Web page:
BEIRUT – Thousands were evacuated from the last rebel-held enclave of the city of Aleppo on Monday after a deal was reached to allow people to leave two besieged pro-government villages in nearby Idlib province, Reuters reports.
Convoys of buses from eastern Aleppo reached rebel-held areas of countryside to the west of the city in cold winter weather, according to a U.N. official and the Syrian Observatory for Human Rights, a monitoring group. At the same time, 10 buses left the Shi’ite Muslim villages of al-Foua and Kefraya, north of Idlib, for government lines in Aleppo, the sources said.
The recapture of Aleppo is Syrian President Bashar al-Assad’s biggest victory so far in the nearly six-year-old war, but the fighting is by no means over with large tracts of the country still under the control of insurgent and Islamist groups.
Turkish Foreign Minister Mevlut Cavusoglu said some 20,000 civilians had been evacuated from Aleppo so far. The United Nations said nearly 50 children, some critically injured, were rescued from eastern Aleppo, where they had been trapped in an orphanage.
The evacuation of civilians, including wounded people, from the two villages had been demanded by the Syrian army and its allies before they would allow fighters and civilians trapped in Aleppo to depart. The stand-off halted the Aleppo evacuation over the weekend.
“Complex evacuations from East Aleppo and Foua & Kefraya now in full swing. More than 900 buses needed to evacuate all. We must not fail,” Jan Egeland, who chairs the United Nations aid task force in Syria, tweeted.
INTENSE COLD, LONG WAIT
Ahmad al-Dbis, a medical aid worker heading a team evacuating patients from Aleppo, said 89 buses had left the city. “Some evacuees told us that a few children died from the long wait and the intense cold while they were waiting to evacuate,” he told Reuters.
For those still waiting to leave rebel-held Aleppo, conditions were grim, according to Aref al-Aref, a nurse and photographer there. “I’m still in Aleppo. I’m waiting for them to evacuate the children and women first. It’s very cold and there’s hunger. It’s a long wait,” he told Reuters. “People are burning wood and clothes to keep warm in the streets.”
Photographs of people evacuated from Aleppo showed large groups of people standing or crouching with their belongings or loading sacks onto trucks before heading off to further destinations. Children, dressed in winter clothes against the cold, carried small backpacks or played with kittens and one older man, in traditional Arab robes and headdress, sat holding a stick.
Later on Monday, the Security Council will vote in New York on a resolution to allow U.N. staff to monitor the evacuations. The draft resolution was the result of a compromise between Russia and France, and the United States said it was expected to pass unanimously.
On Sunday, some of the buses sent to al-Foua and Kefraya to carry evacuees out were attacked and torched by armed men, who shouted “God is greatest” and brandished their weapons in front of the burning vehicles, according to a video posted online.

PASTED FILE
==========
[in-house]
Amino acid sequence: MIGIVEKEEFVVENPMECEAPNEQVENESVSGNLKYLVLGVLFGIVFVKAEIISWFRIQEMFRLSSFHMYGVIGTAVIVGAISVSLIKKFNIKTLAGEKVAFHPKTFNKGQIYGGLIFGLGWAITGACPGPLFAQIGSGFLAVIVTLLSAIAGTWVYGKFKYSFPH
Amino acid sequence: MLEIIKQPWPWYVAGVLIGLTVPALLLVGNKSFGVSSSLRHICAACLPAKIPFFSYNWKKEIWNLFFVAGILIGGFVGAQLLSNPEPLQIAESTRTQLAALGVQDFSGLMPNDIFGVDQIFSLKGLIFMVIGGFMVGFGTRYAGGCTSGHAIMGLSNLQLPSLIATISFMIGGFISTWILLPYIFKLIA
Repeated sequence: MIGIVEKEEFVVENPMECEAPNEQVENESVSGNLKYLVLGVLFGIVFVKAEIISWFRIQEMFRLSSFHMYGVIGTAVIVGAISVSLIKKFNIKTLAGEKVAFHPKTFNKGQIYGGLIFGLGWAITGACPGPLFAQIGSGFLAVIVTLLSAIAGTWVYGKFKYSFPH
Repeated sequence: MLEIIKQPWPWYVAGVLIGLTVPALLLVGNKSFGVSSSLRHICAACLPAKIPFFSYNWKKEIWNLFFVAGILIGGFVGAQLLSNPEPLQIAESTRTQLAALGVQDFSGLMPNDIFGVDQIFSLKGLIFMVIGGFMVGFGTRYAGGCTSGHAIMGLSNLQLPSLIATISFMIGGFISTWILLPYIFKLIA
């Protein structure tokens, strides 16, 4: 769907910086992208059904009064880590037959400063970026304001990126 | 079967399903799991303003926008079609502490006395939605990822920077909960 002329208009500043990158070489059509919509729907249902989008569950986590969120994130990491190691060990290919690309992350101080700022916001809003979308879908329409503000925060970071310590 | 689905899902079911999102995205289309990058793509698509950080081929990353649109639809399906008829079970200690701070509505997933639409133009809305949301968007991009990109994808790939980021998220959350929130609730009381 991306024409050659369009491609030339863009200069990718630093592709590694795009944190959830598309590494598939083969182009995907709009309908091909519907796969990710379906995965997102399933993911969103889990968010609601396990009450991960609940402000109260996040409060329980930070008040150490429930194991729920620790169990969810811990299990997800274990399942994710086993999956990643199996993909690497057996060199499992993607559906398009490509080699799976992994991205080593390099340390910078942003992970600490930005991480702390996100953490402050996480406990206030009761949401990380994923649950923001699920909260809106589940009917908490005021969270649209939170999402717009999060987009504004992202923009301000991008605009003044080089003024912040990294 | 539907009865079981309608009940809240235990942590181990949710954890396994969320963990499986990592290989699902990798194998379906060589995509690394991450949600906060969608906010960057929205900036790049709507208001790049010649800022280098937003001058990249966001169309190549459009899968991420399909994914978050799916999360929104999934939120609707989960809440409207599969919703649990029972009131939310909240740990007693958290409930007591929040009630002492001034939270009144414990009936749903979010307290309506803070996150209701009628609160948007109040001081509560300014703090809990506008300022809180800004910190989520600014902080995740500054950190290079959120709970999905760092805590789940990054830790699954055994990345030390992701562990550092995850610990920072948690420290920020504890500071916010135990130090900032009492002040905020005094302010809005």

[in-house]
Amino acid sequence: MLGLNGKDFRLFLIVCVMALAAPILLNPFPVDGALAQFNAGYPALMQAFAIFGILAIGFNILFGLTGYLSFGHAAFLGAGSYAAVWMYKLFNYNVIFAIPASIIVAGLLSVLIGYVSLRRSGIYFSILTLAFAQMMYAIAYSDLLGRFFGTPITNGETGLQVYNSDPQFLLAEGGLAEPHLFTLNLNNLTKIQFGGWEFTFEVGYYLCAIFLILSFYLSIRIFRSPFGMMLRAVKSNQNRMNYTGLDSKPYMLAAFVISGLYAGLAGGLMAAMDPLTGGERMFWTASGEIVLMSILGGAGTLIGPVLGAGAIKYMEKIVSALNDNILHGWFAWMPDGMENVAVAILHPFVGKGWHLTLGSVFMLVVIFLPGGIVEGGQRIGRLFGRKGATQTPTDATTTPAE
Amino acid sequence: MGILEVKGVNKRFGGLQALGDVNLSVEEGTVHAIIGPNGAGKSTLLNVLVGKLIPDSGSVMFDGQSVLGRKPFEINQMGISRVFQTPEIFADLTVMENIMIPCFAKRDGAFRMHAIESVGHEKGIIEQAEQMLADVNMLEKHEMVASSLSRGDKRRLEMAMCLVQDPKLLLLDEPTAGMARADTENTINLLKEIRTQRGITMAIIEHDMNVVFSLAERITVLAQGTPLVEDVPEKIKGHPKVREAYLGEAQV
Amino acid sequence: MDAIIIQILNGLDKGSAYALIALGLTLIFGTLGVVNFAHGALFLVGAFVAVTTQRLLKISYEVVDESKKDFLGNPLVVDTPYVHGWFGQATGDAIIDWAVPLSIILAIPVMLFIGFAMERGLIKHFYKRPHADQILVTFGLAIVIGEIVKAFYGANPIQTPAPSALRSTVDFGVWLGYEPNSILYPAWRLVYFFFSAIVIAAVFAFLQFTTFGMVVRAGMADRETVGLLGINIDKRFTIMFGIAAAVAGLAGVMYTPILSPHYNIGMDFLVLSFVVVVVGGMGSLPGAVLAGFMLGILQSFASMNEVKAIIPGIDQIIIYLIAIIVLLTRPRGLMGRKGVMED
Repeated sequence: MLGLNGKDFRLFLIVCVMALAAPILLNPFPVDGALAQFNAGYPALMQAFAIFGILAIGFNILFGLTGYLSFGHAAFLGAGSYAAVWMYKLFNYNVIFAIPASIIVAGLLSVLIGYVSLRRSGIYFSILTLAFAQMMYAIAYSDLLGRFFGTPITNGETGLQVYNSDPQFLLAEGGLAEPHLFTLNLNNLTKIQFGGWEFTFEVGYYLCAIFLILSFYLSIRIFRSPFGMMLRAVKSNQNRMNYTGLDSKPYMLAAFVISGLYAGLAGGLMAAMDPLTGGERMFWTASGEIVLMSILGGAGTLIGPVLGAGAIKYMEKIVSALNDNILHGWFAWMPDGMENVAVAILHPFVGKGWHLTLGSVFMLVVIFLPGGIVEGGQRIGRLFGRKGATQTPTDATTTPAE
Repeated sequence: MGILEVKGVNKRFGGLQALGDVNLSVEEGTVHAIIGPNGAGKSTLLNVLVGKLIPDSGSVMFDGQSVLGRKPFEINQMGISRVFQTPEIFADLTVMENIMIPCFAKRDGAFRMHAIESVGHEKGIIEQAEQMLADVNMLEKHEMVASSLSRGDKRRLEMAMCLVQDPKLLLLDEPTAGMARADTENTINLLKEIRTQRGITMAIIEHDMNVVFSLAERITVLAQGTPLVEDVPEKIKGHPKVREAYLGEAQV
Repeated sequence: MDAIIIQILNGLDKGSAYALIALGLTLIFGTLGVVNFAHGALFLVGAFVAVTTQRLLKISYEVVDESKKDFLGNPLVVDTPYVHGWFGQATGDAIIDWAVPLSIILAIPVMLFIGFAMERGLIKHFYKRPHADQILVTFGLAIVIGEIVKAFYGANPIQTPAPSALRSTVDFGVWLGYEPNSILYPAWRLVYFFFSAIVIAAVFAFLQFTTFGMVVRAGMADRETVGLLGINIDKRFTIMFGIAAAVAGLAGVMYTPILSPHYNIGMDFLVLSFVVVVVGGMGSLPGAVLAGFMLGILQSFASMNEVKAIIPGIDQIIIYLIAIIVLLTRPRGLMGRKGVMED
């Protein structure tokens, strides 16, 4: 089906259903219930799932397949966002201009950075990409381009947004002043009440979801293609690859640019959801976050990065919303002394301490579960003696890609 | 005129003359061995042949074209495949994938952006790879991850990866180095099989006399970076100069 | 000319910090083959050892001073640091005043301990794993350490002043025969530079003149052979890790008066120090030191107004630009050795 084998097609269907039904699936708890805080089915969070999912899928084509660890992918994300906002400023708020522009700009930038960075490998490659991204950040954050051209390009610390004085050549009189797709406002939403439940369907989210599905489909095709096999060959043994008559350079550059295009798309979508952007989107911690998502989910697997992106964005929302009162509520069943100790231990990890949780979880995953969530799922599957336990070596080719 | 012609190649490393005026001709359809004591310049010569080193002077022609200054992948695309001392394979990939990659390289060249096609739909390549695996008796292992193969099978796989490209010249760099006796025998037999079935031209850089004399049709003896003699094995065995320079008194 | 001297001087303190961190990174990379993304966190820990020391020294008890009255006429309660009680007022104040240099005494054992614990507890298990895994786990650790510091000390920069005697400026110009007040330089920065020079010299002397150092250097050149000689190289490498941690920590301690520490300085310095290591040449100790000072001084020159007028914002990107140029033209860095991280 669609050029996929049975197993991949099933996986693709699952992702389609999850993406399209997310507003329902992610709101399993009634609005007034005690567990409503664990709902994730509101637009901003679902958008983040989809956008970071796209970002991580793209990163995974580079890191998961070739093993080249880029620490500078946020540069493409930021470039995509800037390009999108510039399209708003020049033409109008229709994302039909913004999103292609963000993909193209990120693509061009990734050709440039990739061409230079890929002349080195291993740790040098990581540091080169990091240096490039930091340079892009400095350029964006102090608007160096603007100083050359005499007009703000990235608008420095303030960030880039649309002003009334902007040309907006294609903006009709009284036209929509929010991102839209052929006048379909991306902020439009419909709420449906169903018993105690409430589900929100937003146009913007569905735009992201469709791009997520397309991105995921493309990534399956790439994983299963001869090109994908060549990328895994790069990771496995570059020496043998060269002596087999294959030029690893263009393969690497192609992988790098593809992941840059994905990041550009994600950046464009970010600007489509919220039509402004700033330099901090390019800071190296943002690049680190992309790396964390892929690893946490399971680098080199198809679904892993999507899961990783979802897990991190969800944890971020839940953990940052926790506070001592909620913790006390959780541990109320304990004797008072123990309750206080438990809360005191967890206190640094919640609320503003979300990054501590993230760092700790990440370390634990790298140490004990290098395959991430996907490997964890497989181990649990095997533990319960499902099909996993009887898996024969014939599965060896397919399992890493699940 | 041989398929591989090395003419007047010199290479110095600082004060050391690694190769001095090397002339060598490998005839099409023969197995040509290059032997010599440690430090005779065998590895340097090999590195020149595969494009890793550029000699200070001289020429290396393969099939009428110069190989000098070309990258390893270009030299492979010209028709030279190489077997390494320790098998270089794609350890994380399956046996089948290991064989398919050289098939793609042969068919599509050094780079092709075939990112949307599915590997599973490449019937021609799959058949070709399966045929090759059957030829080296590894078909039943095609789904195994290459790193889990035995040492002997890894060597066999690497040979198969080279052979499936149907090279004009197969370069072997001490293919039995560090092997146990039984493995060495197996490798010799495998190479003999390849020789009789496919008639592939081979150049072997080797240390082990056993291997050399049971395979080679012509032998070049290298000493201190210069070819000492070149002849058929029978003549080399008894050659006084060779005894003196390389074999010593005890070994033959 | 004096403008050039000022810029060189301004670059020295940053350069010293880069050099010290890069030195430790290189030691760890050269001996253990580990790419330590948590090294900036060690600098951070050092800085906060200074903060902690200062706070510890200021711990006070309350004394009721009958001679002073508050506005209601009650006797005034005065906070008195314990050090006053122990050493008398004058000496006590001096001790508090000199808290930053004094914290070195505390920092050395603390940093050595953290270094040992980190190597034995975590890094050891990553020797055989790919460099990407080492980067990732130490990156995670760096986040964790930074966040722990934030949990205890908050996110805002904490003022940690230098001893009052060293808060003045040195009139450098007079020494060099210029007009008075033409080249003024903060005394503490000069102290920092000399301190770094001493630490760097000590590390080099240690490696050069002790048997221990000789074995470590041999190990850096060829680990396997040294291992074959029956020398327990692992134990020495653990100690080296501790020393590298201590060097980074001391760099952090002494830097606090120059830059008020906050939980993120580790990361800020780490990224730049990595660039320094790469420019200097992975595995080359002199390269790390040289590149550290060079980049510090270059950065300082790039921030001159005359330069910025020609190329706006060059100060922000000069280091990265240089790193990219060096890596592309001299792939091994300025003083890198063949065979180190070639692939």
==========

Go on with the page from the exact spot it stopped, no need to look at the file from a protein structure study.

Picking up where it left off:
That incident threatened to derail the evacuations, the result of intense negotiations between Russia – Assad’s main supporter – and Turkey, which backs some large rebel groups. The foreign and defense ministers of Russia, Iran and Turkey will hold talks in Moscow on Tuesday aimed at giving fresh impetus for a solution in Aleppo.
At stake is the fate of thousands of people still stuck in the last rebel bastion in Aleppo after a series of sudden advances by the Syrian army and allied Shi’ite militias under an intense bombardment that pulverized large sections of the city.
They have been waiting for the chance to leave Aleppo since the ceasefire and evacuation deal was agreed late last Tuesday, but have been prevented from doing so during days of hold-ups. The weather in Aleppo has been wet and very cold and there is little shelter and few services in the tiny rebel zone.
In the square in Aleppo’s Sukari district, organizers gave every family a number to allow them access to buses. “Everyone is waiting until they are evacuated. They just want to escape,” said Salah al Attar, a former teacher with his five children, wife and mother.
Thousands of people were evacuated on Thursday, the first to leave under the ceasefire deal that ends fighting in the city where violence erupted in 2012, a year after the start of conflict in other parts of Syria. They were taken to rebel-held districts of the countryside west of Aleppo. Turkey has said Aleppo evacuees could also be housed in a camp to be constructed in Syria near the Turkish border to the north.
For four years the city was split between a rebel-held eastern sector and the government-held western districts. During the summer, the army and its allies managed to besiege the rebel sector before using intense bombardment and ground assaults to retake it in recent months.
A Reuters reporter who visited recaptured districts of Aleppo in recent days saw large swathes reduced to ruins, with rubble and other debris clogging the streets and sections of the famous Old City all but destroyed.
Assad is backed in the war by Russian air power and Shi’ite militias including Lebanon’s Hezbollah movement and Iraq’s Harakat al-Nujaba. The mostly Sunni rebels include groups supported by Turkey, the United States and Gulf monarchies.
East of Aleppo, several villages held by Islamic State have been captured by the Syrian Democratic Forces, a coalition of militias backed by the United States that includes a strong Kurdish contingent, the Observatory said.
The advance is part of a campaign backed by an international coalition to drive Islamic State from its Syrian capital of Raqqa.